Data protection bill

The data protection bill, which will transfer GDPR into UK law, has received its second reading in the House of Lords. Several peers raised concerns about the text of GDPR not forming part of the legislation – with the regulation to be introduced separately through secondary legislation.

People news

Select committees

Select committees have now been set up and have started their work. Unlike bill committees, select committees do not have government majorities.

Leadership elections

The new UKIP leader is Henry Bolton, previously the party’s candidate for Kent Police and Crime Commissioner in 2016.

Other appointments

  • Oliver Robbins has left his role as permanent secretary of DExEU to become the Prime Minister’s EU adviser. His replacement at DExEU is Philip Rycroft.
  • Romilly Dennys and Charlotte Griffiths have been appointed as special advisers to culture secretary Karen Bradley.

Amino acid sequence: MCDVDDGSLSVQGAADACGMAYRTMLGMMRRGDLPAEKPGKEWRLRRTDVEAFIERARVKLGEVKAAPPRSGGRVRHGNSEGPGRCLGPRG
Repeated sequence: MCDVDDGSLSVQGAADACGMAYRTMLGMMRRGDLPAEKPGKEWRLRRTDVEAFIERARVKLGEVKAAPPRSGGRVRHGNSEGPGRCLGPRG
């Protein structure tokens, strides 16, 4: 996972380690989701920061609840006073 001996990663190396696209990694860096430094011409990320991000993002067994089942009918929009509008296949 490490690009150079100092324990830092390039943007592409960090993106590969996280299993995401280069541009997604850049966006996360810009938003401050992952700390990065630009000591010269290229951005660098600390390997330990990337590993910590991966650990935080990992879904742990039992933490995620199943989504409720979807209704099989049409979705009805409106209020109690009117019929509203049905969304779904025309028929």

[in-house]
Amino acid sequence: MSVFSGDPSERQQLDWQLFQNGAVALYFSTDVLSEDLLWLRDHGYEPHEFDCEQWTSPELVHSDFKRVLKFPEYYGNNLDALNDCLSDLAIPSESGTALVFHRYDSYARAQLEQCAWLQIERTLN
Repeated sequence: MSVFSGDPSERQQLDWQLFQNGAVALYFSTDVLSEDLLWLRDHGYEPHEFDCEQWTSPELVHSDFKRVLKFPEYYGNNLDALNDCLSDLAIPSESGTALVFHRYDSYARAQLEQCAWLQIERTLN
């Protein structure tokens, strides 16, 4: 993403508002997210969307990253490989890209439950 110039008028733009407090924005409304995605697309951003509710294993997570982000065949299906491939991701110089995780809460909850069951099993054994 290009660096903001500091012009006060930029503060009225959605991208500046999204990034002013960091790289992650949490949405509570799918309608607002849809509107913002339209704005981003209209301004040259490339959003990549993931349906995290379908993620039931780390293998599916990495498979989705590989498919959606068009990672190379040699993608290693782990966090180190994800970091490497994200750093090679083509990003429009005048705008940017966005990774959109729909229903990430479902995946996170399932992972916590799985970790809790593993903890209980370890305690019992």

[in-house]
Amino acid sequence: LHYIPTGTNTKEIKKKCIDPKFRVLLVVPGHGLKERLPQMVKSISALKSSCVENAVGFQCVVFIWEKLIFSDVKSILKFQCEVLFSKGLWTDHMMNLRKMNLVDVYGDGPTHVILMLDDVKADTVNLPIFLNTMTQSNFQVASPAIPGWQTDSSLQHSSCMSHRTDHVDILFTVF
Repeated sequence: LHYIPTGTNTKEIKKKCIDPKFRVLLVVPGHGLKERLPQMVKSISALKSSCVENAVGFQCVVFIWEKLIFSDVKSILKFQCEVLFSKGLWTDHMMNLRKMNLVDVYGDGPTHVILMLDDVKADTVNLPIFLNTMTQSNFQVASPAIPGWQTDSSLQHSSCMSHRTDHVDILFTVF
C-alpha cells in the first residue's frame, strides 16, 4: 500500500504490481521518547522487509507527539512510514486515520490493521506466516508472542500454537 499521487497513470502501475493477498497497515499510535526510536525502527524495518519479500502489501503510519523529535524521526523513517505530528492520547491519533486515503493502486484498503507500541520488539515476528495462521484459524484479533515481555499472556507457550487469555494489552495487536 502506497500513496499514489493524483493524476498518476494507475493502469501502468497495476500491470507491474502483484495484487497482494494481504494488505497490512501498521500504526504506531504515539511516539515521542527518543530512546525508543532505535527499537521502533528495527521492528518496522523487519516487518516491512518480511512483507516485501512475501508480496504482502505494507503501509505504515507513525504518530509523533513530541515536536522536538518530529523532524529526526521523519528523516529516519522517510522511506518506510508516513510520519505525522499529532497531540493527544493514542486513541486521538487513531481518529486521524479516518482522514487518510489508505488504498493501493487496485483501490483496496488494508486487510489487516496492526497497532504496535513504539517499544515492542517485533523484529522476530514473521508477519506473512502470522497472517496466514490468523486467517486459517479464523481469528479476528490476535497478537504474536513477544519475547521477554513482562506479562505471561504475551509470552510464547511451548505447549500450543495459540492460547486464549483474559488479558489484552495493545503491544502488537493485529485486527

• Former MP Stewart Jackson has been appointed as chief of staff to David Davis at DExEU.

Dates for your diary

13–17 Nov UK Parliament Week
14 Nov NCVO Trustee Conference
22 Nov Budget Statement

Where do the parties stand after conference season?

Theresa May might have experienced the speech of her nightmares, particularly when contrasted with the celebratory mood at Labour conference, but as ever the impact with the public seems to have been overstated, and in polling terms at least the situation seems relatively stable. It is possible however, that events in Manchester have shortened Mrs May’s premiership – and the expected reshuffle in the next few weeks could provide the prime minister with yet more disgruntled backbenchers.